Immune System 1: I don’t think we thought this through.
Immune System 2: You think?
Chi: The extra fluid, the immune army and the thicker synovial membrane are filling up space inside the capsule!
Eleanor: No wonder my joints get stiff, there’s hardly any room to move!
Axon: Over time, your cartilage gets worn away by the thickened, toughened synovial membrane.
Uhm, need a little help here please. I’m not known for my physical prowess.
Pump: Once all the cartilage is gone, the bones start to rub against each other.
If this happens it’s serious because you can’t grow new cartilage.
Abacus: This can change the shape of your joints and make them harder to move.
Axon: Which means it isn’t easy for you to get around and do the things you usually do. Chi, get us out of here!
Narrator: On the surface of Mediland’s knee...
Axon: [cough] I’m going to be coughing up synovial fluid for weeks. [cough]
Pump: As you know, JIA makes your joints swollen and sore.
Eleanor: Whoa! Not exactly solid ground!
Chi: Be careful Eleanor! It’s the excess fluid in the joint that’s causing the swelling on the surface of the knee.
While swelling and soreness are common effects of JIA, you may experience other things.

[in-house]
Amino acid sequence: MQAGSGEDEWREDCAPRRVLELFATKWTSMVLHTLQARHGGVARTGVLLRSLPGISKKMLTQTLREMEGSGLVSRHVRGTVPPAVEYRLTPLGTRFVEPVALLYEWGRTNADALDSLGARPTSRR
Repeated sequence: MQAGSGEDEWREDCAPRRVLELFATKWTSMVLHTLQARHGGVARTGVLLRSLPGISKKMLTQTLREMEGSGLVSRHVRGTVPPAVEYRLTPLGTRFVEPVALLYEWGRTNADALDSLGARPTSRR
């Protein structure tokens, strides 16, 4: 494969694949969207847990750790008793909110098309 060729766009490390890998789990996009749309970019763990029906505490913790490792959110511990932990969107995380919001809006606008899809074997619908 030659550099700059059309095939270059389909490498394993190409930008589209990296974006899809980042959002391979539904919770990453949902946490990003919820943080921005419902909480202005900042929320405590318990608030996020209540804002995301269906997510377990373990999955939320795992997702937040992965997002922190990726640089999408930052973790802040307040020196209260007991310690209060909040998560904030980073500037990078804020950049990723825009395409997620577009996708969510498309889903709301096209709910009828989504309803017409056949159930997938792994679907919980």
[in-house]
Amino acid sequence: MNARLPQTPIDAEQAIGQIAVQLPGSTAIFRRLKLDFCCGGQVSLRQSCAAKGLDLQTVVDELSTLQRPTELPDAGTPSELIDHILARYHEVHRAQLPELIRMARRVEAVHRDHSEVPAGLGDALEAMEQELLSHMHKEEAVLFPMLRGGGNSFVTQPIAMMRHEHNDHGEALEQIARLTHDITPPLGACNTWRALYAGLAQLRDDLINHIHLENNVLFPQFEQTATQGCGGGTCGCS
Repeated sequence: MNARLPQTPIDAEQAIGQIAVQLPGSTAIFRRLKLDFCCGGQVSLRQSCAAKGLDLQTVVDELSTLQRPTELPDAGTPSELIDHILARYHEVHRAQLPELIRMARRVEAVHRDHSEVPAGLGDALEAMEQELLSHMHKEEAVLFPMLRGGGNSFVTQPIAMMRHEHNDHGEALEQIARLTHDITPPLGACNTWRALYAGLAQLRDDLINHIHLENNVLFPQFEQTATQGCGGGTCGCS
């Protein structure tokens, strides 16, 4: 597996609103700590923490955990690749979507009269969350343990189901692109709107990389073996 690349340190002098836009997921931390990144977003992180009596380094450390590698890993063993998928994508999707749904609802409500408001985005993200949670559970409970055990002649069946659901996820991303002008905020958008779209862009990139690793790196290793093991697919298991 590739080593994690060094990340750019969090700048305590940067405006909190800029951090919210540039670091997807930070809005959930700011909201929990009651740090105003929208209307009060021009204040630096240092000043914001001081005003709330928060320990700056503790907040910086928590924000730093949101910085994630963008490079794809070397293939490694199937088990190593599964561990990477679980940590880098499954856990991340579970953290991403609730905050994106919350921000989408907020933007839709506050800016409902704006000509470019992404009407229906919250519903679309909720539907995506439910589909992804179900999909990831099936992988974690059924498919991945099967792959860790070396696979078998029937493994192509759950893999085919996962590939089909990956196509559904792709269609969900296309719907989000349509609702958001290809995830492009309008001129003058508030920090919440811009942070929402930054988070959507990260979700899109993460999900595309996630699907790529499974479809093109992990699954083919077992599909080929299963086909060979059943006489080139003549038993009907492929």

Narrator: Inside the mouth...
Skinderella: JIA can also cause problems opening your mouth.
Eleanor: Errr, Mediland may want to do closed mouth smiles for a while.
Chi: JIA doesn’t stop here...
Narrator: At the eyes...
Pump: Some kids with JIA get uveitis, or eye inflammation. They may have no symptoms at all, but if it isn’t treated, they may get blurred vision or blindness.
Immune System: Bet you didn’t see this one coming!
Eleanor: Man, someone needs to tell my immune system to relax!
Skinderella: To make sure JIA is the problem, doctors have to run tests.
Chi: Tests that we should get started on!
Narrator: On Mediland’s knee...
Axon: We’re going to need some supplies.
Eleanor: Wow! You guys have a spaceship?!
Gastro: Doesn’t everyone?
Pump: Usually, the doctors know it’s JIA from your symptoms and from examining you.
They may also do tests such as blood tests and urine tests to look for different causes of arthritis, including infection.
Immune System: It’s cramped in here.
Immune System: I’m thirsty.
Immune System: I’m bored.
Axon: No infection detected, just whining.
They may also do tests, like an ultrasound, that look inside your joints.
[Boom, Boom, Boom, Boom, Boom]
Gastro: Look, that’s the knee!
Axon: The doctors may also do an MRI...
Skinderella: ...an x-ray or a bone scan.
With these scans, your doctors can literally see inside your joints!
Axon: You might not need all of these tests. It’s different for everyone.
Now to visit other affected joints!
Eleanor: Ooooh baby, I’m so driving one of those!
Axon: In your dreams!
Skinderella: Once your doctors know it’s JIA for sure, the next thing is to find out which type of JIA.
Axon: There are many different types of JIA. The main ones are…
Oligoarticular, polyarticular and systemic, enthesitis-related, and psoriatic.
Abacus: Oligoarticular is the most common type.
Eleanor: Oooh! I get it! Articular means joint in Latin...and Oligo is Greek for a few.